Honda K24 Common Problems & Reliability
The Honda K24 engine is a member of Honda’s well-known K-series engine family. Despite their 2001 introduction, Honda K engines are still in production today.
It is a long-running engine that was tasked with the responsibility of replacing Honda’s wildly successful B-series engines. Although Honda’s K24 is extremely reliable, it is still susceptible to a few common issues, which we will discuss in this article.
3 Common Honda K24 Problems
Several of the most frequently encountered issues with the K24 include the following:
- Front crankshaft seal
- Exhaust cam lobes wear (“galling”)
- Timing chain tensioner
We’ll discuss each of these issues in detail below. It’s worth noting that just because these issues are classified as common does not mean that every K24 will experience them. Additionally, the K24 engine, like any other engine, is susceptible to other potential faults and failures.
Prior to delving into the issues, we’ll review the various K24 engines. The common issues we discuss here apply to a large number of Honda K24 engines. Certain variants, on the other hand, may be more or less susceptible to the issues. Regardless of the variant, all K24 engines are reliable and should easily exceed 200,000 miles.
K24 Engine Variants
The K24 is fitted with the following engines:
- K24A1, K24A2, K24A3, K24A4, K24A8
- K24W, K24W4, K24V5, K24V7, K24W7
- K24Y1, K24Y2
- K24Z1, K24Z2, K24Z3, K24Z4, K24Z5, K24Z6, K24Z7
As you can see, the Honda K24 comes in a variety of configurations. This makes sense given the engine’s existence since 2001. Numerous variations are caused by emissions regulations. This is also because the engine is used in a wide variety of Honda and Acura models, each with a different power goal.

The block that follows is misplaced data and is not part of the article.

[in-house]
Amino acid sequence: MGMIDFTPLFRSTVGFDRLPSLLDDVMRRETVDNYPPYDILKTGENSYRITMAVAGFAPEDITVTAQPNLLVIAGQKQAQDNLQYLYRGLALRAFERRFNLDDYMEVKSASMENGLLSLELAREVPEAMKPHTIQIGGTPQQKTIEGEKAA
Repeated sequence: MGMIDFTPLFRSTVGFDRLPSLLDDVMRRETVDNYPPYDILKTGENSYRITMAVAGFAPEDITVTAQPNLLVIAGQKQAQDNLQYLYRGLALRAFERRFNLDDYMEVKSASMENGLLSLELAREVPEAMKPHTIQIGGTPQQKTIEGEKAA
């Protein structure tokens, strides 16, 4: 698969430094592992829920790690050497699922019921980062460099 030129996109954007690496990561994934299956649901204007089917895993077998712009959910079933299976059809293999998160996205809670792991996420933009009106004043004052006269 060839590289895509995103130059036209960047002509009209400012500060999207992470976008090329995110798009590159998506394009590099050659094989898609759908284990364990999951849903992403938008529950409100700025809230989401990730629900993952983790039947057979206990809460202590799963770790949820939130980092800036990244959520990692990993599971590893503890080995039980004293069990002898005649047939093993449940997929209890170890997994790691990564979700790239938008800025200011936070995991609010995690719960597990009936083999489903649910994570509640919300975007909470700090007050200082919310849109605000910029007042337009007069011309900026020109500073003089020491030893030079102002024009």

The K24 engine is found in vehicles such as the Honda CR-V, Honda Accord, Honda Odyssey, Hyundai Element, and Honda Civic Si. Additionally, several Acura models, including the ILX, TSX, and TLX, feature this engine.
Honda K24 Common Problems
The following sections will discuss each of the three common issues mentioned previously. Again, these are issues that are common to a large number of engines in the K24 engine family. However, with so many engines produced over such a long period of time, it’s impossible to cover each and everyone in a single post.
1) Honda K24 Front Crankshaft Seal Oil Leaks
Front crankshaft seals are also referred to as front main seals. The front crank seal on the Honda K24 is responsible for sealing the end of the crankshaft against the timing cover.
In general, it’s a fairly straightforward component. A front main seal is nothing more than a seal that prevents oil from leaking out the front of the crankshaft.
The rubber seal, on the other hand, is known to deteriorate with age and mileage. If this issue occurs, it is likely to occur at a distance of 120,000+ miles. Certain older K24s with low mileage may leak sooner due to the fact that age can be just as tough on seals as mileage.
It’s worth noting that the K24 has a rear main crankshaft seal as well. As with the front, the rear main seal is susceptible to developing leaks over time. However, the rear main seal appears to be less common on the K24 than the front main seal. As such, for the purposes of this article, we’re focusing exclusively on the front.
K24 Front Crank Seal Oil Leak Symptoms
Several symptoms of a leaking front main seal on a K24 include the following:
- Visible oil leak
- Low engine oil
- Smoking or burning oil smell
The first symptom is the most readily apparent. Bear in mind, however, that there are numerous other seals and gaskets in an engine that could potentially leak. As a result, a visible leak does not always indicate a problem with the front main seal.
If the K24 front main seal leaks sufficiently, you may notice that you are topping off on oil more frequently than usual. With Honda K24 crankshaft seals, smoking or burning smells are less common. Frequently, the oil drips down before it has a chance to burn off.
K24 Front Main Seal Replacement Cost